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Vivian Silver
photo by Rhonda Spivak

Former Winnipegger Vivian Silver, believed to Have been Kidnapped in Gaza by Hamas Has been Declared Dead-Her Kibbutz Be'eri Overun by Terrorists

by Rhonda Spivak, Nov 12, 2023


I was shocked when I first learned that that former Winnipegger Vivian Silver, age 74, was cited by former Canadian Justice Minister Irwin Cotler as being held captive by Hamas terrorists in Gaza. And  I know that our whole community grieves the loss of Silver, who in fact has been murdered by Hamas on Oct 7.


When I first heard of Silver being missing, I immediately recognized the name, since I remember interviewing her while I was in Israel about around 2010-2011 for an article that I later wrote for the Vancouver Jewish Independent. The nightmarish reality of Hamas’s brutal assault on Israel is driven home when you recognize the name of a victim.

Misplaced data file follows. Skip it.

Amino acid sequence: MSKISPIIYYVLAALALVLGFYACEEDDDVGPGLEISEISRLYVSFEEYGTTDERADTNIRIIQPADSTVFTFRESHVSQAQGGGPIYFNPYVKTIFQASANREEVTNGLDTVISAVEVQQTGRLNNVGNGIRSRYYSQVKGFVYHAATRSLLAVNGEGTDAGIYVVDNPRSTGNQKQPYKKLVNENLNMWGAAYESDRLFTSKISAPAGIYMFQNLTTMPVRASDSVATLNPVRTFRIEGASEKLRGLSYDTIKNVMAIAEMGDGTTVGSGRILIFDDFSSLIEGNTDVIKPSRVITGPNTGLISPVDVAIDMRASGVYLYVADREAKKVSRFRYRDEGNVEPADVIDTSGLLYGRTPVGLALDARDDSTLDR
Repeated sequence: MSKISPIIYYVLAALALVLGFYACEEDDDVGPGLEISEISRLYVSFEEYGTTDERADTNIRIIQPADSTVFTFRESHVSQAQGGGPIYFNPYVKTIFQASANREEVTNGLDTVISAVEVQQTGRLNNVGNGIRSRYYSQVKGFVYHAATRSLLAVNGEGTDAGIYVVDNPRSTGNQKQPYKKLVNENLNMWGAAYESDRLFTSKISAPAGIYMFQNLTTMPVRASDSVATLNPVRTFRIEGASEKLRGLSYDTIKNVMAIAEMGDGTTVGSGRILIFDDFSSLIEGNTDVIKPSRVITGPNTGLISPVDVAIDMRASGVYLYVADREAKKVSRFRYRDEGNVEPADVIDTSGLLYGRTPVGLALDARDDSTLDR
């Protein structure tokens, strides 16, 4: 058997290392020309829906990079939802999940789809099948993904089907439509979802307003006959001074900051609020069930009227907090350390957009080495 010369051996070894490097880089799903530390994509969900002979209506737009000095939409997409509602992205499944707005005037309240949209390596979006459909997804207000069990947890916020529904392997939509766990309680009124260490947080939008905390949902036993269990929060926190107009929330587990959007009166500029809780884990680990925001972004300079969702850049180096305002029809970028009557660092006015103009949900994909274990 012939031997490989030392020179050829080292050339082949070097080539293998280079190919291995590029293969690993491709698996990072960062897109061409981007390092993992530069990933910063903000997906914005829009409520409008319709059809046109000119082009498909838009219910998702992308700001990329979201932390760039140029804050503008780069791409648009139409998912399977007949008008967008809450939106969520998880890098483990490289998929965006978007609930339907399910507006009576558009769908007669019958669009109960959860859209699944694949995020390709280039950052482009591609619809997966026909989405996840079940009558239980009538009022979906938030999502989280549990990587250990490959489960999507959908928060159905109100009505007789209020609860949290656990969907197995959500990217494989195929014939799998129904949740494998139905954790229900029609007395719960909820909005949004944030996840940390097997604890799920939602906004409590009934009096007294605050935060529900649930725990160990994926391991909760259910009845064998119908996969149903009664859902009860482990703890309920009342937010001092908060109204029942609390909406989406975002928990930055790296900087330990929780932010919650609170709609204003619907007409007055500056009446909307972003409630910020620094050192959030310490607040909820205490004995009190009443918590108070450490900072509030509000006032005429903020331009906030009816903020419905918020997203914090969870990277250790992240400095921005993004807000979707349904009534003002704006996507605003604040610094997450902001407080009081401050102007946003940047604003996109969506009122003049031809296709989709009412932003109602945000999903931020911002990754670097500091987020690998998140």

JTA reported that according to Silver's son her remains were identified via her DNA.


Silver went to Garden City Collegiate, studying psychology and English literature at the University of Manitoba.


Silver,a grandmother of four, made aliyah in 1974, moved to  Kibbutz Be'eri near the Gaza border with her late husband and raised her two sons there, and has lived there for the last 33 years.


When I interviewed Silver, she spoke to me at the time about about how she was one of the founders of Ventures for Peace, an organization established in 2009 that bought together Palestinian and Israeli women entrepreneurs and artists who work together as equal partners to create products for sale internationally.

When I spoke to Silver, she was co-executive director of the Negev Institute for Strategies of Peace and Development (NISPED) a position she had held since 1998, and told me she wanted to find a way for Israeli and Palestinian women to work cooperatively.